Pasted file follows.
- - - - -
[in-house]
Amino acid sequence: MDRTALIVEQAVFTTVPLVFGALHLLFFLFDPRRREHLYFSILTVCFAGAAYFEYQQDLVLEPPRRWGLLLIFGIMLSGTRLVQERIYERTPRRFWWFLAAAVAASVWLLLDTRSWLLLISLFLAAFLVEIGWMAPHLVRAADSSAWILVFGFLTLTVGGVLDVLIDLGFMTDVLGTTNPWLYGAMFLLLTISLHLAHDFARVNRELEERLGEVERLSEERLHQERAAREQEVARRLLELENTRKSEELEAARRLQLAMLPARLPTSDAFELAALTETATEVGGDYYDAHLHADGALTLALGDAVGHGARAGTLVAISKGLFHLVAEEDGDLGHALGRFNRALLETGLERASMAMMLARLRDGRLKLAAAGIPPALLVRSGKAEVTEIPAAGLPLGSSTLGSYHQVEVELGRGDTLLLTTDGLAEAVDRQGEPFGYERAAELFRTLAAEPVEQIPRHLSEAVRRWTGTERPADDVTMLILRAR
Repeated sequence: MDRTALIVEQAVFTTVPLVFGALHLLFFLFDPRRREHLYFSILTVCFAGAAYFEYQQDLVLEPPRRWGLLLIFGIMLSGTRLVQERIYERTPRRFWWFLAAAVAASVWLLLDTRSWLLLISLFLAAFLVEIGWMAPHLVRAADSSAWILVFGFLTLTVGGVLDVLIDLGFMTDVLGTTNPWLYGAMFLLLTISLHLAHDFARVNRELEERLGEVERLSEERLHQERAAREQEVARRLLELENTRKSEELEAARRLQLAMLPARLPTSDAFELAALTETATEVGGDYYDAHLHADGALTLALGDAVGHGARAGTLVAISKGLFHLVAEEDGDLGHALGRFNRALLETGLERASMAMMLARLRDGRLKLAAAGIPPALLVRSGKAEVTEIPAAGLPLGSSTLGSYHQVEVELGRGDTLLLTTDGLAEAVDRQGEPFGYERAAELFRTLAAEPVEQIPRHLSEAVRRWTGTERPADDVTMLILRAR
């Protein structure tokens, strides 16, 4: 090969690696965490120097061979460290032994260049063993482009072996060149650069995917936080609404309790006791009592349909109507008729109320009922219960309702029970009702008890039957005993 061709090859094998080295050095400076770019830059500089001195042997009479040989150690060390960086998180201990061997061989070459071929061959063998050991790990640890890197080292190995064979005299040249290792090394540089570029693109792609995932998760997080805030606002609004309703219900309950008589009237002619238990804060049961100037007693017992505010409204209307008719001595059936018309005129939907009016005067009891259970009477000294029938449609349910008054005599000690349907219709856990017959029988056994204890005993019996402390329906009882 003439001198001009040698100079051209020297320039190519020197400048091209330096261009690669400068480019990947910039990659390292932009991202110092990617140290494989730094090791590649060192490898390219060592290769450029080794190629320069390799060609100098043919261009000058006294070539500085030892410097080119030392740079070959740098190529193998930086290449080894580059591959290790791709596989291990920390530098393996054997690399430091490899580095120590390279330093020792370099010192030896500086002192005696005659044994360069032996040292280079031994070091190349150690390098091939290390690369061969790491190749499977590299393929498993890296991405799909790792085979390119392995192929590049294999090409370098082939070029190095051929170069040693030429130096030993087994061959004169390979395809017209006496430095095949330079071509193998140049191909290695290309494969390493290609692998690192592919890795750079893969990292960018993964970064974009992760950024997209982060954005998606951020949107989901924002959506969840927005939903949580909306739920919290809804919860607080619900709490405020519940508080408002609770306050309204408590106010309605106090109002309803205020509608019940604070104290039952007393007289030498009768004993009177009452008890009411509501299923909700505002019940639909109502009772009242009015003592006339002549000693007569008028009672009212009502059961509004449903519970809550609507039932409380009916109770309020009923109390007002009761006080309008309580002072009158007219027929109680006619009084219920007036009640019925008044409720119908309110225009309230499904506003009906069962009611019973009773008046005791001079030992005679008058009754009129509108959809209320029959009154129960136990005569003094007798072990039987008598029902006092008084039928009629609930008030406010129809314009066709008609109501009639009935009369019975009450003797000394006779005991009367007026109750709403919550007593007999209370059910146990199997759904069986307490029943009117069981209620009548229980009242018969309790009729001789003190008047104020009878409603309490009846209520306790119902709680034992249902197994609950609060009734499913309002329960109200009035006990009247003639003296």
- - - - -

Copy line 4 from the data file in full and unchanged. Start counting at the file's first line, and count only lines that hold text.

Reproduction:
């Protein structure tokens, strides 16, 4: 090969690696965490120097061979460290032994260049063993482009072996060149650069995917936080609404309790006791009592349909109507008729109320009922219960309702029970009702008890039957005993 061709090859094998080295050095400076770019830059500089001195042997009479040989150690060390960086998180201990061997061989070459071929061959063998050991790990640890890197080292190995064979005299040249290792090394540089570029693109792609995932998760997080805030606002609004309703219900309950008589009237002619238990804060049961100037007693017992505010409204209307008719001595059936018309005129939907009016005067009891259970009477000294029938449609349910008054005599000690349907219709856990017959029988056994204890005993019996402390329906009882 003439001198001009040698100079051209020297320039190519020197400048091209330096261009690669400068480019990947910039990659390292932009991202110092990617140290494989730094090791590649060192490898390219060592290769450029080794190629320069390799060609100098043919261009000058006294070539500085030892410097080119030392740079070959740098190529193998930086290449080894580059591959290790791709596989291990920390530098393996054997690399430091490899580095120590390279330093020792370099010192030896500086002192005696005659044994360069032996040292280079031994070091190349150690390098091939290390690369061969790491190749499977590299393929498993890296991405799909790792085979390119392995192929590049294999090409370098082939070029190095051929170069040693030429130096030993087994061959004169390979395809017209006496430095095949330079071509193998140049191909290695290309494969390493290609692998690192592919890795750079893969990292960018993964970064974009992760950024997209982060954005998606951020949107989901924002959506969840927005939903949580909306739920919290809804919860607080619900709490405020519940508080408002609770306050309204408590106010309605106090109002309803205020509608019940604070104290039952007393007289030498009768004993009177009452008890009411509501299923909700505002019940639909109502009772009242009015003592006339002549000693007569008028009672009212009502059961509004449903519970809550609507039932409380009916109770309020009923109390007002009761006080309008309580002072009158007219027929109680006619009084219920007036009640019925008044409720119908309110225009309230499904506003009906069962009611019973009773008046005791001079030992005679008058009754009129509108959809209320029959009154129960136990005569003094007798072990039987008598029902006092008084039928009629609930008030406010129809314009066709008609109501009639009935009369019975009450003797000394006779005991009367007026109750709403919550007593007999209370059910146990199997759904069986307490029943009117069981209620009548229980009242018969309790009729001789003190008047104020009878409603309490009846209520306790119902709680034992249902197994609950609060009734499913309002329960109200009035006990009247003639003296």